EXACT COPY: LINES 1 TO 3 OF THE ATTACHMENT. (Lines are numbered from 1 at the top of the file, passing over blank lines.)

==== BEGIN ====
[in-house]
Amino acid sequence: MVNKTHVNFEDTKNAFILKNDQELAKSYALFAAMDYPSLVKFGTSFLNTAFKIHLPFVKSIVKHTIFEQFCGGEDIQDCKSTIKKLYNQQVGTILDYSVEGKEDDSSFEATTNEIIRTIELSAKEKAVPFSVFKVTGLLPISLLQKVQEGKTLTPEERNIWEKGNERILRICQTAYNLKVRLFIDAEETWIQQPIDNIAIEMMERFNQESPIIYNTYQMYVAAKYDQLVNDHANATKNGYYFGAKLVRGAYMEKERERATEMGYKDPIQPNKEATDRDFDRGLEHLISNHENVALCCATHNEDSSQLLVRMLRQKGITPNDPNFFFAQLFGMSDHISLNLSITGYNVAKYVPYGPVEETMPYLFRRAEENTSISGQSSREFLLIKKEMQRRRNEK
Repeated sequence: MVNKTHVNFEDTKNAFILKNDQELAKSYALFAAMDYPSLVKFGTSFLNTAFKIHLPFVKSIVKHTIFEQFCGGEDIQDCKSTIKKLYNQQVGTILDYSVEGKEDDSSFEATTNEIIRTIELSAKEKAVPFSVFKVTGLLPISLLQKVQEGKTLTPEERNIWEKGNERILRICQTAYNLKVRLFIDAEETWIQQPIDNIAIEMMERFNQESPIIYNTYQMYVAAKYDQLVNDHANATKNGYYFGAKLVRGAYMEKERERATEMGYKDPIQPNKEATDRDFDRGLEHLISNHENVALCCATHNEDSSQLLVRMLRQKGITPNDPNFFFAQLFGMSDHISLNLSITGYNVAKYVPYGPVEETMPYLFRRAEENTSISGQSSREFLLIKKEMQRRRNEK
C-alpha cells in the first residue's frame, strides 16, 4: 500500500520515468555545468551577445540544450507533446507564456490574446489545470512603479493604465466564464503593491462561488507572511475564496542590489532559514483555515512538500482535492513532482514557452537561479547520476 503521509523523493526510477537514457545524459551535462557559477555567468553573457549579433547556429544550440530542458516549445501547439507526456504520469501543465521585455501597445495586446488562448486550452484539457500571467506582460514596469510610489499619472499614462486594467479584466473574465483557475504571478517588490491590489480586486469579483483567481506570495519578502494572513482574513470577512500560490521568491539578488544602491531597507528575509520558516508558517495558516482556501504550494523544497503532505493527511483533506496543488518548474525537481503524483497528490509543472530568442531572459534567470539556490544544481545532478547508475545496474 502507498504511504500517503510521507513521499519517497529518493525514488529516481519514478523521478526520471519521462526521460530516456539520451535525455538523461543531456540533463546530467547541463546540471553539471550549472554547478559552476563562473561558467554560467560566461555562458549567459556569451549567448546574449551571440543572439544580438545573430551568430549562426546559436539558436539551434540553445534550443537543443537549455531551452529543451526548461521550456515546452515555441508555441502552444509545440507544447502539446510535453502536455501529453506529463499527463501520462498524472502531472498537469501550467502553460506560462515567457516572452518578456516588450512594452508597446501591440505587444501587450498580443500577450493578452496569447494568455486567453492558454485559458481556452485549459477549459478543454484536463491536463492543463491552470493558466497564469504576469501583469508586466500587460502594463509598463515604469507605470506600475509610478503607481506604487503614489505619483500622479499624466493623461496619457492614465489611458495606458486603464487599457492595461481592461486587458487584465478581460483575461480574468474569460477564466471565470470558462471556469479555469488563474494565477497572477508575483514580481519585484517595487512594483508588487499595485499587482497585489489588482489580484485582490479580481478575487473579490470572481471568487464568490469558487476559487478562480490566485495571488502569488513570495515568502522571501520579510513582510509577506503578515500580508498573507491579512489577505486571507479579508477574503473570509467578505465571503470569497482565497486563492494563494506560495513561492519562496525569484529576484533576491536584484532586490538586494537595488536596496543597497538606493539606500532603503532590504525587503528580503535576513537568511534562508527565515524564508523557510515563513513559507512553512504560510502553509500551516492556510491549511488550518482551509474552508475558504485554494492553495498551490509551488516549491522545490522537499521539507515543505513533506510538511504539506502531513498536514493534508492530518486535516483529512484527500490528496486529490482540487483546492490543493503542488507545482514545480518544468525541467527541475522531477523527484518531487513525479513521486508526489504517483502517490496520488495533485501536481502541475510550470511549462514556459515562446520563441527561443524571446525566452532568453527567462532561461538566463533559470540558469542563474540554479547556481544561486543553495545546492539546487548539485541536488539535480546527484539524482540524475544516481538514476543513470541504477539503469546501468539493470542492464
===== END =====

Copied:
[in-house]
Amino acid sequence: MVNKTHVNFEDTKNAFILKNDQELAKSYALFAAMDYPSLVKFGTSFLNTAFKIHLPFVKSIVKHTIFEQFCGGEDIQDCKSTIKKLYNQQVGTILDYSVEGKEDDSSFEATTNEIIRTIELSAKEKAVPFSVFKVTGLLPISLLQKVQEGKTLTPEERNIWEKGNERILRICQTAYNLKVRLFIDAEETWIQQPIDNIAIEMMERFNQESPIIYNTYQMYVAAKYDQLVNDHANATKNGYYFGAKLVRGAYMEKERERATEMGYKDPIQPNKEATDRDFDRGLEHLISNHENVALCCATHNEDSSQLLVRMLRQKGITPNDPNFFFAQLFGMSDHISLNLSITGYNVAKYVPYGPVEETMPYLFRRAEENTSISGQSSREFLLIKKEMQRRRNEK
Repeated sequence: MVNKTHVNFEDTKNAFILKNDQELAKSYALFAAMDYPSLVKFGTSFLNTAFKIHLPFVKSIVKHTIFEQFCGGEDIQDCKSTIKKLYNQQVGTILDYSVEGKEDDSSFEATTNEIIRTIELSAKEKAVPFSVFKVTGLLPISLLQKVQEGKTLTPEERNIWEKGNERILRICQTAYNLKVRLFIDAEETWIQQPIDNIAIEMMERFNQESPIIYNTYQMYVAAKYDQLVNDHANATKNGYYFGAKLVRGAYMEKERERATEMGYKDPIQPNKEATDRDFDRGLEHLISNHENVALCCATHNEDSSQLLVRMLRQKGITPNDPNFFFAQLFGMSDHISLNLSITGYNVAKYVPYGPVEETMPYLFRRAEENTSISGQSSREFLLIKKEMQRRRNEK